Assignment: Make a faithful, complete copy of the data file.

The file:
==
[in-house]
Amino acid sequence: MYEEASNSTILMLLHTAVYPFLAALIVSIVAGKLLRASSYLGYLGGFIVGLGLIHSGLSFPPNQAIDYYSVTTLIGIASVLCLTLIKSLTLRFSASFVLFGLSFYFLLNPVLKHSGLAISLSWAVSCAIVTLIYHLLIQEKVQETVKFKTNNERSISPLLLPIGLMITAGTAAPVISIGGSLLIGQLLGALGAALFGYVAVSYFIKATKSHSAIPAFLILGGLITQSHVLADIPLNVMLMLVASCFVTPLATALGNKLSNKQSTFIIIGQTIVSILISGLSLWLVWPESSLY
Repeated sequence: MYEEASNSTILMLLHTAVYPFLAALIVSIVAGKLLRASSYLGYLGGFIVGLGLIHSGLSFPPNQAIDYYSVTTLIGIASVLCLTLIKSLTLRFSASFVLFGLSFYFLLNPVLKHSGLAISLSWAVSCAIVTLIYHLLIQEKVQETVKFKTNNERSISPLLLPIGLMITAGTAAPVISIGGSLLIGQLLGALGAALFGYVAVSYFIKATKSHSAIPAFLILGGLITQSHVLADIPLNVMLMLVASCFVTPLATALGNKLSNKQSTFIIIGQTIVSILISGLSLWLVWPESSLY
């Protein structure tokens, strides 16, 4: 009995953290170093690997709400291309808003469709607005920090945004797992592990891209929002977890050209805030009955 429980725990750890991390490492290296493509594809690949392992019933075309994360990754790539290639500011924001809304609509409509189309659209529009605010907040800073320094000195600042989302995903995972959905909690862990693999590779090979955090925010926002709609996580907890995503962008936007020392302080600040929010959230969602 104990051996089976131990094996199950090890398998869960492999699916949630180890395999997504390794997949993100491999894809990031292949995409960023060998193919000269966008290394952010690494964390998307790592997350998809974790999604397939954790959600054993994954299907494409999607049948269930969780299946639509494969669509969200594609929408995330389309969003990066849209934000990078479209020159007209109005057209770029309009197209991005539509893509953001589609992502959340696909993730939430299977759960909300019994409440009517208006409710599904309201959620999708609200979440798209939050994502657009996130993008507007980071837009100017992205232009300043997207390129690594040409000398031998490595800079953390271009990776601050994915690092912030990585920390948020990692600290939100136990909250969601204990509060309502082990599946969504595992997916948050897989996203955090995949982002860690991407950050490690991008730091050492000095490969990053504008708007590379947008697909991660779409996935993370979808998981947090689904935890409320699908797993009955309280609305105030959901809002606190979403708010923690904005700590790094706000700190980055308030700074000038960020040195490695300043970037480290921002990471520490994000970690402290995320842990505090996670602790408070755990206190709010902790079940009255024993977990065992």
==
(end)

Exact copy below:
[in-house]
Amino acid sequence: MYEEASNSTILMLLHTAVYPFLAALIVSIVAGKLLRASSYLGYLGGFIVGLGLIHSGLSFPPNQAIDYYSVTTLIGIASVLCLTLIKSLTLRFSASFVLFGLSFYFLLNPVLKHSGLAISLSWAVSCAIVTLIYHLLIQEKVQETVKFKTNNERSISPLLLPIGLMITAGTAAPVISIGGSLLIGQLLGALGAALFGYVAVSYFIKATKSHSAIPAFLILGGLITQSHVLADIPLNVMLMLVASCFVTPLATALGNKLSNKQSTFIIIGQTIVSILISGLSLWLVWPESSLY
Repeated sequence: MYEEASNSTILMLLHTAVYPFLAALIVSIVAGKLLRASSYLGYLGGFIVGLGLIHSGLSFPPNQAIDYYSVTTLIGIASVLCLTLIKSLTLRFSASFVLFGLSFYFLLNPVLKHSGLAISLSWAVSCAIVTLIYHLLIQEKVQETVKFKTNNERSISPLLLPIGLMITAGTAAPVISIGGSLLIGQLLGALGAALFGYVAVSYFIKATKSHSAIPAFLILGGLITQSHVLADIPLNVMLMLVASCFVTPLATALGNKLSNKQSTFIIIGQTIVSILISGLSLWLVWPESSLY
């Protein structure tokens, strides 16, 4: 009995953290170093690997709400291309808003469709607005920090945004797992592990891209929002977890050209805030009955 429980725990750890991390490492290296493509594809690949392992019933075309994360990754790539290639500011924001809304609509409509189309659209529009605010907040800073320094000195600042989302995903995972959905909690862990693999590779090979955090925010926002709609996580907890995503962008936007020392302080600040929010959230969602 104990051996089976131990094996199950090890398998869960492999699916949630180890395999997504390794997949993100491999894809990031292949995409960023060998193919000269966008290394952010690494964390998307790592997350998809974790999604397939954790959600054993994954299907494409999607049948269930969780299946639509494969669509969200594609929408995330389309969003990066849209934000990078479209020159007209109005057209770029309009197209991005539509893509953001589609992502959340696909993730939430299977759960909300019994409440009517208006409710599904309201959620999708609200979440798209939050994502657009996130993008507007980071837009100017992205232009300043997207390129690594040409000398031998490595800079953390271009990776601050994915690092912030990585920390948020990692600290939100136990909250969601204990509060309502082990599946969504595992997916948050897989996203955090995949982002860690991407950050490690991008730091050492000095490969990053504008708007590379947008697909991660779409996935993370979808998981947090689904935890409320699908797993009955309280609305105030959901809002606190979403708010923690904005700590790094706000700190980055308030700074000038960020040195490695300043970037480290921002990471520490994000970690402290995320842990505090996670602790408070755990206190709010902790079940009255024993977990065992």